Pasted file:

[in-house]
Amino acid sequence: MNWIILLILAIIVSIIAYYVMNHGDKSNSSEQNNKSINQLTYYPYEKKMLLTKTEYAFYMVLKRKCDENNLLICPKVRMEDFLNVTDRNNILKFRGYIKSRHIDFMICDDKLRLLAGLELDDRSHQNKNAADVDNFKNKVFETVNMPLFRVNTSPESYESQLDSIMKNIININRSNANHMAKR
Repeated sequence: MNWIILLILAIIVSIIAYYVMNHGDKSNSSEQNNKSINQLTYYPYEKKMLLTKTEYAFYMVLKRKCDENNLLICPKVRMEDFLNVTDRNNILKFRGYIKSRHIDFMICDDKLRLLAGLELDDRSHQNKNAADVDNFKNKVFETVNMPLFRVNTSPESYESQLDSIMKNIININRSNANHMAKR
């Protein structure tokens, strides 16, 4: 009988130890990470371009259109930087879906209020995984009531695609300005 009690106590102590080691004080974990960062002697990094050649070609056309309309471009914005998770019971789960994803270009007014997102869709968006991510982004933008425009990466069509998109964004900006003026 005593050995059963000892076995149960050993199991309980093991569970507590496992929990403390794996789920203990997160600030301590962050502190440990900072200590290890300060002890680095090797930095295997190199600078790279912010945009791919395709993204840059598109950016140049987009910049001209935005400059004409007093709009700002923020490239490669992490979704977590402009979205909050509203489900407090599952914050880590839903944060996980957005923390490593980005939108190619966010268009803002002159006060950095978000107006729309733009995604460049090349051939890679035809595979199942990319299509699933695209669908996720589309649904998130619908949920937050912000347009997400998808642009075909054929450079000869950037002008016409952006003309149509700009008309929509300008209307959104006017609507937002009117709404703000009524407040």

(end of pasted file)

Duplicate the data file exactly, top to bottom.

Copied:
[in-house]
Amino acid sequence: MNWIILLILAIIVSIIAYYVMNHGDKSNSSEQNNKSINQLTYYPYEKKMLLTKTEYAFYMVLKRKCDENNLLICPKVRMEDFLNVTDRNNILKFRGYIKSRHIDFMICDDKLRLLAGLELDDRSHQNKNAADVDNFKNKVFETVNMPLFRVNTSPESYESQLDSIMKNIININRSNANHMAKR
Repeated sequence: MNWIILLILAIIVSIIAYYVMNHGDKSNSSEQNNKSINQLTYYPYEKKMLLTKTEYAFYMVLKRKCDENNLLICPKVRMEDFLNVTDRNNILKFRGYIKSRHIDFMICDDKLRLLAGLELDDRSHQNKNAADVDNFKNKVFETVNMPLFRVNTSPESYESQLDSIMKNIININRSNANHMAKR
């Protein structure tokens, strides 16, 4: 009988130890990470371009259109930087879906209020995984009531695609300005 009690106590102590080691004080974990960062002697990094050649070609056309309309471009914005998770019971789960994803270009007014997102869709968006991510982004933008425009990466069509998109964004900006003026 005593050995059963000892076995149960050993199991309980093991569970507590496992929990403390794996789920203990997160600030301590962050502190440990900072200590290890300060002890680095090797930095295997190199600078790279912010945009791919395709993204840059598109950016140049987009910049001209935005400059004409007093709009700002923020490239490669992490979704977590402009979205909050509203489900407090599952914050880590839903944060996980957005923390490593980005939108190619966010268009803002002159006060950095978000107006729309733009995604460049090349051939890679035809595979199942990319299509699933695209669908996720589309649904998130619908949920937050912000347009997400998808642009075909054929450079000869950037002008016409952006003309149509700009008309929509300008209307959104006017609507937002009117709404703000009524407040």